Microsoft caught some flak today after showing off How Old Do I Look?, an app demonstrating the company’s new face-recognition application programming interface (API). But Microsoft appreciates the feedback. The new Face API underlying the app should become more accurate in the future.
“The age and gender-recognition features are labeled as experimental features,” Ryan Galgon, senior program manager for Microsoft technology and research, told VentureBeat in an interview. “These are ones that we definitely want to improve over time.”
Galgon said his team expected the app to generate a lot of interest — but not this much. It started trending on Twitter, with no shortage of people complaining about incorrect predictions.
But Galgon is right to talk about how the Face API could improve. Any usage of the app, even if it results in inaccurate renderings, is good usage, because Microsoft gets more data to improve its systems. That’s just the nature of deep learning, a type of artificial intelligence that Microsoft is using behind the scenes for the Face API. The more data you use for training purposes, the more accurate a system’s predictions can be.
Other tech companies working with deep learning primarily for use in their own applications or for analytical purposes. But Microsoft is now turning its deep-learning smarts into products for developers to use, beating fellow deep-learning powerhouse Google to it.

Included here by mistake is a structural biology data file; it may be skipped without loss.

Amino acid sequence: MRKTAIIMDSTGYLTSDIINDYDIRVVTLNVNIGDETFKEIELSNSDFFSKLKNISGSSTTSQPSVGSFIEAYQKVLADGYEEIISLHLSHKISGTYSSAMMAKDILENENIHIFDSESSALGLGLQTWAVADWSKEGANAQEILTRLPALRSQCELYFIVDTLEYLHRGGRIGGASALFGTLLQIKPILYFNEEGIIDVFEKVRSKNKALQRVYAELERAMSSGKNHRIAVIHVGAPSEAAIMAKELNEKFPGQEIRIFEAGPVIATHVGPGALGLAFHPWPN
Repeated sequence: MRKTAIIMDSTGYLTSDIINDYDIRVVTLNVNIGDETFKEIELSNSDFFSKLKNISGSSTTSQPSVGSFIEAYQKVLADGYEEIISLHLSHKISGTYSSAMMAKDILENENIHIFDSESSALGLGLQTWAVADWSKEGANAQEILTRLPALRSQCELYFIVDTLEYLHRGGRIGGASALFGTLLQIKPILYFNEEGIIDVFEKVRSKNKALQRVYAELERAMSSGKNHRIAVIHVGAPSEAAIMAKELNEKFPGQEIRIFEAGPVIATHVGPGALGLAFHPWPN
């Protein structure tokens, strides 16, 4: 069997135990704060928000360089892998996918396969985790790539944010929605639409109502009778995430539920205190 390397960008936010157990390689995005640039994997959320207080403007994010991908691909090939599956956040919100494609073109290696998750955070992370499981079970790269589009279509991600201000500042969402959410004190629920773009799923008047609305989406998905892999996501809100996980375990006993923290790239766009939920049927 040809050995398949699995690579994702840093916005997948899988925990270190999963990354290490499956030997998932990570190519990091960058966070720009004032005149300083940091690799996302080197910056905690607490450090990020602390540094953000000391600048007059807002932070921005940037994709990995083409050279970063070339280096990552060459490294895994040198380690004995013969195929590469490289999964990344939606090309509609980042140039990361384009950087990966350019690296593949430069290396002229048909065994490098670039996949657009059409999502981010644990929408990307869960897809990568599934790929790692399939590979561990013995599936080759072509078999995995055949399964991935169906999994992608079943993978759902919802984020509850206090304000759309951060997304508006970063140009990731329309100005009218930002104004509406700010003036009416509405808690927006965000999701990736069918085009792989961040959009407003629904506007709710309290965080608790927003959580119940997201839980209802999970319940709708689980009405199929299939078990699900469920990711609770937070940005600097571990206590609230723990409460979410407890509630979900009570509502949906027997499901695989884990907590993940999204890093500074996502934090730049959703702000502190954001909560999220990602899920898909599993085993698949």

Microsoft last year introduced its Azure Machine Learning cloud service with similar goals in mind, and market-leading public cloud Amazon Web Services earlier this month introduced its own cloud service for machine learning.
Galgon couldn’t talk about whether Microsoft had compared its new technology — including APIs for image recognition, speech recognition, and language understanding alongside the one for face recognition — against alternative machine learning services in the world. But that wouldn’t be surprising. Other companies doing deep learning, including Baidu, have matched up their systems with competitors.
If nothing else, researchers at Microsoft care about improving their deep-learning models and then writing academic papers about their achievements. But it certainly couldn’t hurt to one day provide systems that exceed the capabilities of competitors’ implementations — and systems that make for eye-popping demos.
Galgon didn’t seem disturbed by the outcome of today’s demo. He thinks the new APIs could come in handy for tasks like automatic thumbnail creation, the detection of adult content, and even working with Internet-connected devices. And the best part is, you don’t need a Ph.D. to use it.
“The developer doesn’t need to have background in machine learning,” he said.
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